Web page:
However, there is currently minimal evidence to suggest lower than recommended blood pressure, lipids or HbA1c have additional benefit in early-onset type 2 diabetes. This is a major research gap.
“If you look at the big cardiovascular trials, the problem is that only 0.9% of participants were in the 18-to-39-year age group in the cardiorenal outcome trials, and only 4.8% of participants in Phase 3 trials of glucose-lowering therapies were in this age range,” says Shivani. “There is some work going on, but the high-quality evidence we need to be able to select medication for this group is unlikely to be available any time soon.”
She therefore suggests going for the ‘low hanging fruit’ when managing young people with type 2 diabetes. “Working to ensure that these individuals get all their care processes is likely to be a quick win in the absence of evidence on pharmaceutical solutions.”
There are also a number of other points to be taken on board when managing young-onset type 2 diabetes. First, diagnosis – is it definitely type 2 diabetes? “We don’t want to miss a presentation of type 1 in someone who is overweight, or of MODY,” Shivani says. “There can be an overlap between type 1 and the age when early-onset type 2 takes off and there is also MODY in the background.” This suggests the possible use of biomarkers in diagnosis. Second, high-risk groups should be identified, such as women planning a pregnancy, for women with type 2 have even higher rates of stillbirth and perinatal death than those with type 1 diabetes. Third, more aggressive risk factor management and appropriate glucose-lowering therapy to meet targets are needed, local strategy should be developed, to identify those with early-onset type 2 for improvement of care processes and early cardiovascular risk reduction.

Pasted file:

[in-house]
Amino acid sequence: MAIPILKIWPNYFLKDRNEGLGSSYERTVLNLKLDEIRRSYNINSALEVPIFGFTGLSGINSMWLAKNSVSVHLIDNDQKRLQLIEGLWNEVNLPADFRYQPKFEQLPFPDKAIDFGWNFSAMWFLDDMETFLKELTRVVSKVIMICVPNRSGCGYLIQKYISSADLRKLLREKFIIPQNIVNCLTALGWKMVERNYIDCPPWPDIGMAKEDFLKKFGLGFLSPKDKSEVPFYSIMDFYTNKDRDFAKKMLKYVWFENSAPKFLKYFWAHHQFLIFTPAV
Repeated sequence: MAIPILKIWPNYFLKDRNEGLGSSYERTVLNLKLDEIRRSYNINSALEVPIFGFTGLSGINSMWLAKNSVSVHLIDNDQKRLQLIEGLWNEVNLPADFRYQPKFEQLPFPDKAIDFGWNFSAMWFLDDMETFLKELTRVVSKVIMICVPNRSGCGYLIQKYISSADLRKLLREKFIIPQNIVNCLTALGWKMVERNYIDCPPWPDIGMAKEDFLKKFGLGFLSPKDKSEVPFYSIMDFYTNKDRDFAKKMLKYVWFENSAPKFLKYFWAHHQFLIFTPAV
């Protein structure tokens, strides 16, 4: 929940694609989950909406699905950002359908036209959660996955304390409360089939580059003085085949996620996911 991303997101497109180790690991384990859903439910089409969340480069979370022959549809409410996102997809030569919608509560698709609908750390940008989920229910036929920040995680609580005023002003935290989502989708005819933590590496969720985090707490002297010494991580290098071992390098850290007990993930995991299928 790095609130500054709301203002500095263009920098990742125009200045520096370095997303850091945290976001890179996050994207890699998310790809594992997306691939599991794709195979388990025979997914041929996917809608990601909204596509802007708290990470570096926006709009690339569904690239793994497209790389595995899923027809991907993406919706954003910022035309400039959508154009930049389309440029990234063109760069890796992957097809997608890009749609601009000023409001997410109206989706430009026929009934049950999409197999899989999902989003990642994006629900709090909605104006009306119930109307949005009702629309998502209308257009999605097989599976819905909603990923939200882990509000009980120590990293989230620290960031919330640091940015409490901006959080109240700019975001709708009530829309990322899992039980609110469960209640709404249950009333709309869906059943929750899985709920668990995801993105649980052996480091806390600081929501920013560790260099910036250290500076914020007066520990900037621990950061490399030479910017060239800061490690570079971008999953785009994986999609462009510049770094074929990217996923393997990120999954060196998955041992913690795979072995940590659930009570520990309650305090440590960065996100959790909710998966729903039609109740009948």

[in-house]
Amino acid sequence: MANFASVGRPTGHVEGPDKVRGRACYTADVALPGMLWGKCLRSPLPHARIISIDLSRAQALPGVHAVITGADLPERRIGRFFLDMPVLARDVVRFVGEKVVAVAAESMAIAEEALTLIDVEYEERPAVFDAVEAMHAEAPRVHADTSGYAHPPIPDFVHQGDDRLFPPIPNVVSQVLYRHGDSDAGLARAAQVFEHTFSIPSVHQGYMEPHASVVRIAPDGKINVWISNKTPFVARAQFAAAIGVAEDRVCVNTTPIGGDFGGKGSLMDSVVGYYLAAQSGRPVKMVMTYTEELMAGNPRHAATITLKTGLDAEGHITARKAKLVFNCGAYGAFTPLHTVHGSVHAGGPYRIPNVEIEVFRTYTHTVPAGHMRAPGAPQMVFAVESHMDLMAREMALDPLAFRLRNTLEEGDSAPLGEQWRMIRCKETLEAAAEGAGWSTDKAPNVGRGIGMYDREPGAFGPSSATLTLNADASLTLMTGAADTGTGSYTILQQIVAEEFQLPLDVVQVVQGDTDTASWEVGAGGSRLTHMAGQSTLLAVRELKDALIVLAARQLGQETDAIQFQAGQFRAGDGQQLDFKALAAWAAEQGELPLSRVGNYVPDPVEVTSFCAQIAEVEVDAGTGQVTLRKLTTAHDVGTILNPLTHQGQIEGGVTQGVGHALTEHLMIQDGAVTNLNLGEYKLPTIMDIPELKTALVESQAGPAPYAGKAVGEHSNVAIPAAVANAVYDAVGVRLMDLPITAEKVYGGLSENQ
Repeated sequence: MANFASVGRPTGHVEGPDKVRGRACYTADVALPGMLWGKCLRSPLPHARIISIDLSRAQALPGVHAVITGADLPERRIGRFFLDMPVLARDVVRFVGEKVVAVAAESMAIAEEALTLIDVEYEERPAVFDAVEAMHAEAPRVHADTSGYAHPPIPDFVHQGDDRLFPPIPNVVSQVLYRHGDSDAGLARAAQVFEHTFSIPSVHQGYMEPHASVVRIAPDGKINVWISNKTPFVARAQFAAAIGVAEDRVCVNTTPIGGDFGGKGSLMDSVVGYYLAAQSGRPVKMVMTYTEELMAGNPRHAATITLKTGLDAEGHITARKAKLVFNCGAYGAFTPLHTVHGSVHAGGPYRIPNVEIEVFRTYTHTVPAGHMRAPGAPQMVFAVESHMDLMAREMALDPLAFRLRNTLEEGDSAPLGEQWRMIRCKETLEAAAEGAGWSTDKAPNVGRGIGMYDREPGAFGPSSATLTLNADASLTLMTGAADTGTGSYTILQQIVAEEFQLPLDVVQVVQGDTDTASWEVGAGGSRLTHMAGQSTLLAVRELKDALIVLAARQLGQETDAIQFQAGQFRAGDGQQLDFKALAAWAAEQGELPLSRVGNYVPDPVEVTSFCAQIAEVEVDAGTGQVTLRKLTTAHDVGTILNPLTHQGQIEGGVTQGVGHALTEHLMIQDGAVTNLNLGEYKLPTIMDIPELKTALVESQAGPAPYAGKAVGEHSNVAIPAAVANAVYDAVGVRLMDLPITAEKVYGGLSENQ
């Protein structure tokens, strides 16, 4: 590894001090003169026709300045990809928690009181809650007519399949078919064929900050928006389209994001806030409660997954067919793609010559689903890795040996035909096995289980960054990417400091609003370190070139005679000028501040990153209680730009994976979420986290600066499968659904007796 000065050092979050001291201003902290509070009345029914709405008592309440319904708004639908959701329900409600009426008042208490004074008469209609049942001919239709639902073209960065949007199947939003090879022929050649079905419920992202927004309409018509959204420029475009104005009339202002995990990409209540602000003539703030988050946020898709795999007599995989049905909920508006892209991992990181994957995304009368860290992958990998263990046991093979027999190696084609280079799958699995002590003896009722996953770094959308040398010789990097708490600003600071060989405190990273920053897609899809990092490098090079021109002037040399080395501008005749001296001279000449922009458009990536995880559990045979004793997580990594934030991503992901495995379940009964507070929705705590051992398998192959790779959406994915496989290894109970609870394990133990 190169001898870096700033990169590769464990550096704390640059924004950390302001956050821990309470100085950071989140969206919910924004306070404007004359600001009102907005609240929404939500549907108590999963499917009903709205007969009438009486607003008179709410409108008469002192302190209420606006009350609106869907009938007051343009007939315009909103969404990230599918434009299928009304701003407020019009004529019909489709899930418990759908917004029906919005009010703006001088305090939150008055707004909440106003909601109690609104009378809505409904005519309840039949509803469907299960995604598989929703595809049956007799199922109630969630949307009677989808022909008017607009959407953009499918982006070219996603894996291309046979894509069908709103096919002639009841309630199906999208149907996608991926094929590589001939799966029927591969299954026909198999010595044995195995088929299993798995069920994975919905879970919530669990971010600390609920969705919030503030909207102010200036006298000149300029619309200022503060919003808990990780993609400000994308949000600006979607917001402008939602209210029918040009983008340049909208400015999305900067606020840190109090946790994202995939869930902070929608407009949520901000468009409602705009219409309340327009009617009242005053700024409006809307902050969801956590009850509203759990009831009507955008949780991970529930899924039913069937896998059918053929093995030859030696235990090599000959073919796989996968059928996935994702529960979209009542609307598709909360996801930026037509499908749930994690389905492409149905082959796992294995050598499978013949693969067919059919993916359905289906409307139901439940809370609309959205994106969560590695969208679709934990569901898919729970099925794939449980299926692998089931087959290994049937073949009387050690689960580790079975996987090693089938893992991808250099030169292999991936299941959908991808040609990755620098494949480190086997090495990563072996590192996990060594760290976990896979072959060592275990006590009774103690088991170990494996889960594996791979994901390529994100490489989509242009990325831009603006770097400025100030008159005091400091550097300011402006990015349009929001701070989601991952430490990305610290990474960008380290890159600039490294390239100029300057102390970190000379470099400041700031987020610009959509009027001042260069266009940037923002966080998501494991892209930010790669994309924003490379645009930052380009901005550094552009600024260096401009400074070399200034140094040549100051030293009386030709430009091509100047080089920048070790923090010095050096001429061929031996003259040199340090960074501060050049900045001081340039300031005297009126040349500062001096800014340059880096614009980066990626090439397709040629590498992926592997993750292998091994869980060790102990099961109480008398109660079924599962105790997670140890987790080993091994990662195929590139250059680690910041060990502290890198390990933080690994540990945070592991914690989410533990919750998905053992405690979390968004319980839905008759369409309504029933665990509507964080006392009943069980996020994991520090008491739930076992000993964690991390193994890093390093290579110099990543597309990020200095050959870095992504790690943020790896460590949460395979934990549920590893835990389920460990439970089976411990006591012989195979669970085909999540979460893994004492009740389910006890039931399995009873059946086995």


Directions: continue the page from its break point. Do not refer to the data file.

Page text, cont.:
“I think I’ve made my case that people with early-onset type 2 diabetes are the multimorbid individuals of the future,” Shivani concludes. “But we’ve got a real challenge on our hands because of all the other life issues they’ve got going on and with the aggressive pathophysiology of the disease.”
For more on this topic, enrol on the following EASD e-Learning courses:
And watch out for two new related modules due to launch later this year:
- Type 1 diabetes and comorbidity, by Professor Bruce Wolfenbuttel.
- Diabetes in an ageing society: the role of multimorbidity, by Professor Cees Tack.
Any opinions expressed in this article are the responsibility of the EASD e-Learning Programme Director, Dr Eleanor D Kennedy.